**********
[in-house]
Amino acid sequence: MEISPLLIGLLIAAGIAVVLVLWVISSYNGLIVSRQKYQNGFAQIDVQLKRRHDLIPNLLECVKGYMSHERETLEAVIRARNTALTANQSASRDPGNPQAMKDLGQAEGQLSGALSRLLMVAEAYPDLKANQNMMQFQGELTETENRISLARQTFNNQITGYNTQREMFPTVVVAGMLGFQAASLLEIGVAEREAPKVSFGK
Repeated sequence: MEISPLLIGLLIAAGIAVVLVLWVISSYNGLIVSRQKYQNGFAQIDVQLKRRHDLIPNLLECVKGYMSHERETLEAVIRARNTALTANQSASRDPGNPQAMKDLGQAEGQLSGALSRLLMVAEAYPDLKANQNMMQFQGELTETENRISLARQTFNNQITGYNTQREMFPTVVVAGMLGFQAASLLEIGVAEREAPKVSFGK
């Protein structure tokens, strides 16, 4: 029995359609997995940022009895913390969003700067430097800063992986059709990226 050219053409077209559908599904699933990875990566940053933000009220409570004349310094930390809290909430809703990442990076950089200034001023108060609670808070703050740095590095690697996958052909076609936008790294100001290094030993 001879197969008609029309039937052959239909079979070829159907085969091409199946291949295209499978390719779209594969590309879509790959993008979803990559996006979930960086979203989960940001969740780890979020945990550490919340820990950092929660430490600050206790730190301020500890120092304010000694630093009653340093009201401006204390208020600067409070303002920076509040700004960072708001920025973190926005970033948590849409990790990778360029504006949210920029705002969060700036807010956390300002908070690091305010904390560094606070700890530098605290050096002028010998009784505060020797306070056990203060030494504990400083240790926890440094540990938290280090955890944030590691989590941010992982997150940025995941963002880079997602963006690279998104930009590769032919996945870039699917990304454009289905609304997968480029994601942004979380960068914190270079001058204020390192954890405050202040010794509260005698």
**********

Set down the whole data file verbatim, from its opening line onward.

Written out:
[in-house]
Amino acid sequence: MEISPLLIGLLIAAGIAVVLVLWVISSYNGLIVSRQKYQNGFAQIDVQLKRRHDLIPNLLECVKGYMSHERETLEAVIRARNTALTANQSASRDPGNPQAMKDLGQAEGQLSGALSRLLMVAEAYPDLKANQNMMQFQGELTETENRISLARQTFNNQITGYNTQREMFPTVVVAGMLGFQAASLLEIGVAEREAPKVSFGK
Repeated sequence: MEISPLLIGLLIAAGIAVVLVLWVISSYNGLIVSRQKYQNGFAQIDVQLKRRHDLIPNLLECVKGYMSHERETLEAVIRARNTALTANQSASRDPGNPQAMKDLGQAEGQLSGALSRLLMVAEAYPDLKANQNMMQFQGELTETENRISLARQTFNNQITGYNTQREMFPTVVVAGMLGFQAASLLEIGVAEREAPKVSFGK
């Protein structure tokens, strides 16, 4: 029995359609997995940022009895913390969003700067430097800063992986059709990226 050219053409077209559908599904699933990875990566940053933000009220409570004349310094930390809290909430809703990442990076950089200034001023108060609670808070703050740095590095690697996958052909076609936008790294100001290094030993 001879197969008609029309039937052959239909079979070829159907085969091409199946291949295209499978390719779209594969590309879509790959993008979803990559996006979930960086979203989960940001969740780890979020945990550490919340820990950092929660430490600050206790730190301020500890120092304010000694630093009653340093009201401006204390208020600067409070303002920076509040700004960072708001920025973190926005970033948590849409990790990778360029504006949210920029705002969060700036807010956390300002908070690091305010904390560094606070700890530098605290050096002028010998009784505060020797306070056990203060030494504990400083240790926890440094540990938290280090955890944030590691989590941010992982997150940025995941963002880079997602963006690279998104930009590769032919996945870039699917990304454009289905609304997968480029994601942004979380960068914190270079001058204020390192954890405050202040010794509260005698």